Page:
Apple is beefing up its expertise in generative AI in order to adapt it for iPhones and iPads, as the world’s biggest tech company attempts to capitalise on the technology that has taken the industry by storm this year.
The Cupertino-based tech behemoth is looking for dozens of people to work on large language models, or LLMs, in offices in California, Seattle, Paris, and Beijing. LLMs are software that can generate realistic text, graphics, or code in response to basic cues.
All of the positions were advertised between April and July and stated that Apple was working on “ambitious long-term research projects that will impact Apple’s and our products’ future.”
Apple’s Machine Intelligence, Neural Design (MIND) group, for example, is looking for researchers and engineers to work on projects ranging from fundamental research on LLMs in its Paris lab to compressing existing language models so they can run efficiently on mobile devices rather than in the cloud.
While competitors such as Microsoft-backed OpenAI and Google have been faster to release generative AI products such as chatbots and productivity aides, Apple’s job postings imply the company is stepping up efforts to bring cutting-edge technology such as LLMs directly to mobile.
This is a significant technical problem that Apple’s competitors have yet to tackle, but it will be critical to the iPhone maker’s core businesses of device sales and associated services.
According to the Financial Times, Apple CEO Tim Cook described AI and machine learning as “core, fundamental technologies that are integral to virtually every product that we build” during a conference call with investors on Thursday. Apple’s R&D spending for the third quarter was $3.1 billion higher than at this point last year, which Cook ascribed in part to generative AI, stating Apple was “investing a lot” in the future months.
So far, the business has been cautious about employing machine learning to improve existing features such as autocorrect and picture animations.
“Their short-term goal is to integrate [generative AI] with existing products to make it productive and useful immediately,” said Lukasz Olejnik, an independent researcher and cyber security consultant who works with major technology businesses.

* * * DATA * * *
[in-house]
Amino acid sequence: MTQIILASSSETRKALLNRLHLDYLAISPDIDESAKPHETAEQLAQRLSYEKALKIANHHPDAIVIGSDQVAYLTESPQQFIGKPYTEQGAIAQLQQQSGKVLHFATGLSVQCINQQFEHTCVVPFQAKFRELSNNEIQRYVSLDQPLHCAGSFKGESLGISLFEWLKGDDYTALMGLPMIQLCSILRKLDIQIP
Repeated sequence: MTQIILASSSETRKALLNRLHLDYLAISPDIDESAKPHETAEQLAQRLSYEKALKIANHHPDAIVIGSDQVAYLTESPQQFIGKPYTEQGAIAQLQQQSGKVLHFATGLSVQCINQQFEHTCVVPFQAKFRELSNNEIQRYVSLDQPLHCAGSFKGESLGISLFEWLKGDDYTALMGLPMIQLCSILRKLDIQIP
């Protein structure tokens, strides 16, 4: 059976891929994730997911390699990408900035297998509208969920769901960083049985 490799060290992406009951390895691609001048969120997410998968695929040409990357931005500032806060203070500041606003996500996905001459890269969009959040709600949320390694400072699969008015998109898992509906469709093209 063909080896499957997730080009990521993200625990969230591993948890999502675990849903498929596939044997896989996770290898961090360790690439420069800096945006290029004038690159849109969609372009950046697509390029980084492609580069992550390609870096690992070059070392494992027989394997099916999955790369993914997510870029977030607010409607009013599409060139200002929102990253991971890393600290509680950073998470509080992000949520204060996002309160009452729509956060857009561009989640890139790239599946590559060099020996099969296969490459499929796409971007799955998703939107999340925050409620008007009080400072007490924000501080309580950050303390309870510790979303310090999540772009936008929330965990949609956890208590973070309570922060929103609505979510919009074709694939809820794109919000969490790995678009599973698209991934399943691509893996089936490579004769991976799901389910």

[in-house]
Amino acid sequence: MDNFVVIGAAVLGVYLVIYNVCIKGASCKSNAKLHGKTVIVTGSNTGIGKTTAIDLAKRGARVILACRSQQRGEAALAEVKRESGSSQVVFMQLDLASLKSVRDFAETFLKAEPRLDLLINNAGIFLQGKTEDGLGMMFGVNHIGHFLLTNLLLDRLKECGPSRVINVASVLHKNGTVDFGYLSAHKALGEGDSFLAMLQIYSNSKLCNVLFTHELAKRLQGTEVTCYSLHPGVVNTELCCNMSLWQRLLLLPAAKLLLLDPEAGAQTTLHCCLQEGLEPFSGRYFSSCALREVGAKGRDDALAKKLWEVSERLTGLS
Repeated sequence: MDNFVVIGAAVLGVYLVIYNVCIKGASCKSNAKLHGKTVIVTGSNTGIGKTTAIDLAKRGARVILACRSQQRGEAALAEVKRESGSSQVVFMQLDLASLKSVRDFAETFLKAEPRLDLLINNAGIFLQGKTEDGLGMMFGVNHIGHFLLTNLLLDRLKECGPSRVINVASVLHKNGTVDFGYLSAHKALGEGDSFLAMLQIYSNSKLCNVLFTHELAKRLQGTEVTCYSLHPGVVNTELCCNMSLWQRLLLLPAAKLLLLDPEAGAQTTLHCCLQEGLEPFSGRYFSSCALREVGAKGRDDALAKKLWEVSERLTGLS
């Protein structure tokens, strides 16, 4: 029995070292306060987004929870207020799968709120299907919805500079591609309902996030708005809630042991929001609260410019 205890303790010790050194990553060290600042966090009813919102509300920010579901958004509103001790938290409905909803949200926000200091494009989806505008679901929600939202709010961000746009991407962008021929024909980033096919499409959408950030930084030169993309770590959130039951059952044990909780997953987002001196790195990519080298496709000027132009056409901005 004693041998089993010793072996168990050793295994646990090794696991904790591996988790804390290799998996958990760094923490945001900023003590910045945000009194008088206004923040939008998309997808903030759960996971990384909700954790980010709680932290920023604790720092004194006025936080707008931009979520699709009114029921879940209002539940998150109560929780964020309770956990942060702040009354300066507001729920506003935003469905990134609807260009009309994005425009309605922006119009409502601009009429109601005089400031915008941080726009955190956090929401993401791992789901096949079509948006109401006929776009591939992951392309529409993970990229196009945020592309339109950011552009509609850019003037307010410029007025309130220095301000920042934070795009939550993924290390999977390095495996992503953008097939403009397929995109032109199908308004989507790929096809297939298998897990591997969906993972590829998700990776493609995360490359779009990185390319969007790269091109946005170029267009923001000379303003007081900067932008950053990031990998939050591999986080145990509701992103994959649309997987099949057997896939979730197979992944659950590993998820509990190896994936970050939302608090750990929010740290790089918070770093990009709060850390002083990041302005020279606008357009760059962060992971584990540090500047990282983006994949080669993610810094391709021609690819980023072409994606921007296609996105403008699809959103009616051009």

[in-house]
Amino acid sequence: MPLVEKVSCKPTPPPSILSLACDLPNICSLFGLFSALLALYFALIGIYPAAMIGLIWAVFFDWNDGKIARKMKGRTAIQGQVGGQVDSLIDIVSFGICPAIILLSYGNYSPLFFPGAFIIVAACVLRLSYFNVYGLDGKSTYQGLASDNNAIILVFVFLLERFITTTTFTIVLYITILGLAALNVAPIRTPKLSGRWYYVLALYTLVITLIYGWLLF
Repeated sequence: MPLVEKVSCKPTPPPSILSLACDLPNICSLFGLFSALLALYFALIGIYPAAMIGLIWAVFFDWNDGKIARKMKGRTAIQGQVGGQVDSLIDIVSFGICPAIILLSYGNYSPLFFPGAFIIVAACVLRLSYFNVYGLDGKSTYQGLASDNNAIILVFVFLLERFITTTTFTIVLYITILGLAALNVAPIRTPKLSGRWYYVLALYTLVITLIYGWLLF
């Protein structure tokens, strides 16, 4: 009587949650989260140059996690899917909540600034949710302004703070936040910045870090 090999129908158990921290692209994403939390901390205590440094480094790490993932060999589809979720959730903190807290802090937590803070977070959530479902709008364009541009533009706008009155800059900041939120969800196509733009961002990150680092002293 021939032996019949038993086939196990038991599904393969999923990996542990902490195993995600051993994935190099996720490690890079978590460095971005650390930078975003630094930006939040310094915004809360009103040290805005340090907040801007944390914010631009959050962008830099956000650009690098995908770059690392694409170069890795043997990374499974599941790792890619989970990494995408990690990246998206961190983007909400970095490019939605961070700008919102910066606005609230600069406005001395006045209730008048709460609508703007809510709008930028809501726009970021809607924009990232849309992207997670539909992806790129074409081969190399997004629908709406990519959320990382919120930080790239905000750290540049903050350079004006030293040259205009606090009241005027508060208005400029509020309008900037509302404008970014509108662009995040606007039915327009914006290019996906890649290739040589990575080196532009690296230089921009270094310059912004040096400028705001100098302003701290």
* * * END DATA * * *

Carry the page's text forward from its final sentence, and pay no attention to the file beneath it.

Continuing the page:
The advantages of running AI software on phones — without requiring an internet connection or sending data to the cloud — are that apps can run faster and user data may be processed in a more safe and private manner. AI on mobile devices would “have superior privacy protection properties,” according to Olejnik.
One advertisement, for example, says it is looking for a senior software engineer to “implement features that compress and accelerate LLMs in our on-device inference engine,” alluding to AI operations on mobile rather on the web.
Another, dated July 28, claims that the company intends to bring “state-of-the-art foundation models to the phone in your pocket, enabling the next generation of ML-based experiences in a privacy-preserving manner.”
As the company attempts to differentiate itself from Google and Facebook, privacy has become a key aspect of its marketing pitch. Siri, Apple’s digital assistant, already has on-device voice recognition, which the company claims is a solution to address privacy concerns about “unwanted audio recording.”
According to one of the job posts, certain positions focus on improving AI software’s multimedia capabilities, such as providing “image/video content… for visual actions and multi-turn interactions.”
According to an AI entrepreneur in France who recently left a Big Tech company, Apple is striving to recruit local AI talent in Paris and is hiring more aggressively than other large tech organisations. According to the individual, Apple currently has a tiny Paris lab and recently hired researchers from Facebook owner Meta, but plans to expand further.
According to two people familiar with the transaction, Apple paid over $200 million in 2020 for Seattle-based AI start-up Xnor, which specialises in executing complex machine learning models on mobile devices, beating out approaches from other large corporations such as Microsoft, Amazon, and Intel. The acquisition expanded Apple’s footprint in Seattle.
According to Bloomberg, Apple began experimenting with ChatGPT-like capabilities late last year.